We’re finding ourselves in this discussion a lot. What used to be a Series A conversation is now a seed-stage consideration. The fight for startup talent is more competitive than ever. It requires a new level of strategy, time commitment and social consciousness. Relying only on network taps, job boards and recruiting agencies isn’t cutting it. Founders need someone to own their company’s talent function, so the scaling process is efficient, effective and EEOC compliant.
Looking back at our six years of recruiting intel, we've outlined five key indicators that signal it's likely time to invest in a full-time Head of Talent:
Talent is the lifeblood of any startup, and the founder needs to be spending at least 50% of his/her time on hiring, but when 50% turns into 80%, founder-exclusive responsibilities (e.g. investor management, product vision, customer acquisition, etc.) start getting neglected. It becomes pertinent to offload recruiting operations, so the founder is no longer full-cycle owner, but strategic participant.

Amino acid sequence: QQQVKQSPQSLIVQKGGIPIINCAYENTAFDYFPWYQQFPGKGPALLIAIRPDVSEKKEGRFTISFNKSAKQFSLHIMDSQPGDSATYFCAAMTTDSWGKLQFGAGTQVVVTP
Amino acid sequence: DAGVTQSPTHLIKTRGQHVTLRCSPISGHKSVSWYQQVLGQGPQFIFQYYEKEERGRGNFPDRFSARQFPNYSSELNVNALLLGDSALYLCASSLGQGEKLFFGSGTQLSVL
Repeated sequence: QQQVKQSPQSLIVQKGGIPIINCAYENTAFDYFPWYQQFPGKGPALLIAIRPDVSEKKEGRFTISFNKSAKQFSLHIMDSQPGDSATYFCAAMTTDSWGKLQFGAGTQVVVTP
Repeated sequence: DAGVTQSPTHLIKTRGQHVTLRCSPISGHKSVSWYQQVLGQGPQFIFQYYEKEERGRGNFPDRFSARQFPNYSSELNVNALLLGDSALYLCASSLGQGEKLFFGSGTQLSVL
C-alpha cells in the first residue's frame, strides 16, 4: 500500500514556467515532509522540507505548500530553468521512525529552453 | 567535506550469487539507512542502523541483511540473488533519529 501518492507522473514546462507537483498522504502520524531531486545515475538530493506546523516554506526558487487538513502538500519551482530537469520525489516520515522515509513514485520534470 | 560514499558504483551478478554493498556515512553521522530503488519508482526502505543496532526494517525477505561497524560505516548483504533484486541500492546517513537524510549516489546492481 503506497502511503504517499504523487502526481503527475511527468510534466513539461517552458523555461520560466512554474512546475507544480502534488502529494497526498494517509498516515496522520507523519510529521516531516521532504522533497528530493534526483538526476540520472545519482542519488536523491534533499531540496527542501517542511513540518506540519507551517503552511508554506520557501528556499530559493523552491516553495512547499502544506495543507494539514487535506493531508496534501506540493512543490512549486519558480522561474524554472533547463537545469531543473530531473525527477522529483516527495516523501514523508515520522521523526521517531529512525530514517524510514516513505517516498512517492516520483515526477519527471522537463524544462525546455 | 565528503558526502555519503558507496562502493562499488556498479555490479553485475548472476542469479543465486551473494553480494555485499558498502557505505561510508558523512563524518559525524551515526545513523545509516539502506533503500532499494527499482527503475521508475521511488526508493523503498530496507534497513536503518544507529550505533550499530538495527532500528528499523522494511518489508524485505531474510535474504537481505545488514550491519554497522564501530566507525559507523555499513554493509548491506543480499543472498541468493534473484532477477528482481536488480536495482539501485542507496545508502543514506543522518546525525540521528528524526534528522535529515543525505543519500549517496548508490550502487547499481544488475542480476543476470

If a startup wants the market’s very best talent, it means they’ll be competing against larger companies with greater brand recognition, robust talent acquisition teams and larger budgets. It’s going to take a lot of creativity, strategy, hustle and time to punch above one's weight class.
The candidate scorecard has changed significantly over the past year due to COVID. What do candidates want from startup employers in 2021?
Whether voluntary or involuntary, if new hires aren’t staying for at least one year, something is broken, and there's a strong chance it's the onboarding process (or lack thereof). Candidates aren't smoothly transitioning to full-time employees. Research shows new employees who go through a structured onboarding program are 58% more likely to be with the organization after three years.
According to LinkedIn, companies that invest in their employer brand reduce the cost-per-hire by 50%, improve the number of qualified applicants by 50% and make hires 1-2x faster.